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Discussion Starter · #1 ·
Some people may wonder why I would cut and split firewood in the middle of winter. The leaves are off the trees and the weather is cool. What better time to cut some small oak trees, split them and put the firewood up.

I do not have a fireplace. I hope to have one in a few years, but that is in the future. So the firewood is used for cooking, and for outdoor activities here on the farm. It is nice to sit outside in the cool weather and enjoy a fire with friends and family, or just my wife and I.

Here on the farm there are a number of small oak trees that are growing at an angle. I say small, but they are at least six – eight inches in diameter. The trees grow at an angle because the small trees are shaded by larger trees. So the small tree grow at an angle to reach sunlight. They will never be a nice straight mature tree. The best thing to do is to cut them down, split the wood, and use the wood for cooking. Thinning the small trees will help the mature trees grow better.

Early spring will be consumed with gardening, hiking, and hopefully fishing. Rather than taking time away from those activities, let’s cut the firewood while nothing else is going on here at the farm.

Also, cutting the trees are part of fencing in a few acres for livestock. Some of the trees are in the way of the fence-line. Rather than cutting them down and burning the trees, I want to split the wood and use it for cooking. My aunt and uncle have a nice fireplace, so some of the wood will be going to them. Hopefully, very little will go to waste.

Another thing, cutting the wood early allows it to dry all year. This way the wood has almost a full 12 months to dry before being used. Cutting the wood in the summer means it only has a few months to dry.

Splitting Firewood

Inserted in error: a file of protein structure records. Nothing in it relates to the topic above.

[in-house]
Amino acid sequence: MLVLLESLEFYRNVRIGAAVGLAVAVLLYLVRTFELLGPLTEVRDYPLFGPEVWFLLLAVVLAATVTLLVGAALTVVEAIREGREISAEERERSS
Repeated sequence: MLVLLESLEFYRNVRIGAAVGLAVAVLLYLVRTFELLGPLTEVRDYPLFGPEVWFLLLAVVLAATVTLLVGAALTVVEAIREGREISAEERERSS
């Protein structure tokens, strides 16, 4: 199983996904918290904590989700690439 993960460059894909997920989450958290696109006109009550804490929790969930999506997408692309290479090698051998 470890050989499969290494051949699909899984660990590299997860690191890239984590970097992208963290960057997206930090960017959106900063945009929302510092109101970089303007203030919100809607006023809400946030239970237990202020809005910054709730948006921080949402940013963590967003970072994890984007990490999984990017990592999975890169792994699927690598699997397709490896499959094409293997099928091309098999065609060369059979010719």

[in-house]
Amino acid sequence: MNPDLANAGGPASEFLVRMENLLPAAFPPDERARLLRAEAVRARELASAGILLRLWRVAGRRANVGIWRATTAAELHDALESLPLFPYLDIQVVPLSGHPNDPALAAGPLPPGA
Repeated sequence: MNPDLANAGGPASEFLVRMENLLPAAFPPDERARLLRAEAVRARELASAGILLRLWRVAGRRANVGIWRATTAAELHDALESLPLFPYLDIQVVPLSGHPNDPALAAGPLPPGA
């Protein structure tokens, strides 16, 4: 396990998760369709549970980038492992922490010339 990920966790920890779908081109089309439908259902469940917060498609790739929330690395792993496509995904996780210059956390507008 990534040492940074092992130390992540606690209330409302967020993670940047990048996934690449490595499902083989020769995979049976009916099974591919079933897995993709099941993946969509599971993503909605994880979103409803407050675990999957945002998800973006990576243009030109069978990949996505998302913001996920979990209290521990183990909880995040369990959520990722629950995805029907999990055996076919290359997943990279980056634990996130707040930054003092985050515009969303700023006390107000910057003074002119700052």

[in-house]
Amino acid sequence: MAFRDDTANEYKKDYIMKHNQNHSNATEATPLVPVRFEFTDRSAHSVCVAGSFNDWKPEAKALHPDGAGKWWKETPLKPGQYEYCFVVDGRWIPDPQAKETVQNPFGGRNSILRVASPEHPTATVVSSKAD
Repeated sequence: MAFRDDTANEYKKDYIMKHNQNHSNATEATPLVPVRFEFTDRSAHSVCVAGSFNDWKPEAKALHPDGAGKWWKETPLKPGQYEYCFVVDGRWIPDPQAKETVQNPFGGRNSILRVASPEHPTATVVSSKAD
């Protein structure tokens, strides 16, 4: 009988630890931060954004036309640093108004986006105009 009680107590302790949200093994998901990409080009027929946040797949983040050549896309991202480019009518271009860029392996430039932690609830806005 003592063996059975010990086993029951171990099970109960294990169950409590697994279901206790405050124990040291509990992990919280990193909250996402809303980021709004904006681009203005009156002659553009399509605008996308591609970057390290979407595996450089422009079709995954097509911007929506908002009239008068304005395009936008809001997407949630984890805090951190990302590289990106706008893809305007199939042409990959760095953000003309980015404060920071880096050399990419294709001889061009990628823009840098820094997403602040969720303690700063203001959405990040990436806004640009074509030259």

I use to split firewood with a hammer, wedge and splitting maul. Not anymore. A tractor mounted log splitter was bought for the farm in 2016. What use to take hours to do, now takes a fraction of the time.

The log splitter works with a hydraulic pump that is mounted to the Power Take OFF (PTO) of the tractor. The PTO is a spline that sticks out from the tractor transmission. Engage the transmission to turn the PTO on. From there, it is a matter of moving a lever back and forth to operate the log splitter ram.


When I got the log splitter it needed to hydraulic hoses replaced, which is no big deal. There is a place here in Jasper, Texas that can make make hydraulic hoses while you wait. I took the old hoses off, brought them to the store, and they made some new ones in a matter of minutes.


There is an old fence line here on the farm that I would love to plant some fruit trees on. However, the fence line is overgrown with oak and sweet gum trees. Sweet gum is not good for fireplaces as the wood pops. When it pops, pieces of wood are sometimes thrown from the fireplace.

A few miles from where I live is a family who uses wood burning stoves to heat their home. Since they are always looking for firewood, it would be a win-win situation if they would come over and help cut and split the wood. I would get some help, and they would get free wood. I would probably split the wood with them 50/50. They help cut and split the wood, and in return, they get half and I get half. I think that would be fair.
 

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Psalm 34:4
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My firewood for the next few years comes from the tree that fell on our house this summer.... nice oak that got blown over in a storm, it was on a power line so called in professionals. Had a pecan tree that was looking bad cut down when I had the tree removed from our roof. They cut it all to the proper length for our fireplace and we split it up with an axe, maul and wedge (damnit Kev, I want a splitter now) got about 5 cords of wood out of it all.

The moral of the story... check the trees near your home, building etc... the tree that fell had dropped about a dozen limbs over the last few years, mostly less than 5' diameter and always during storms but we never suspected it would break off at the base and crash down onto our house at 2 am.
 

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patriarch
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No time is any better than the present. I usually cut wood year round if its available.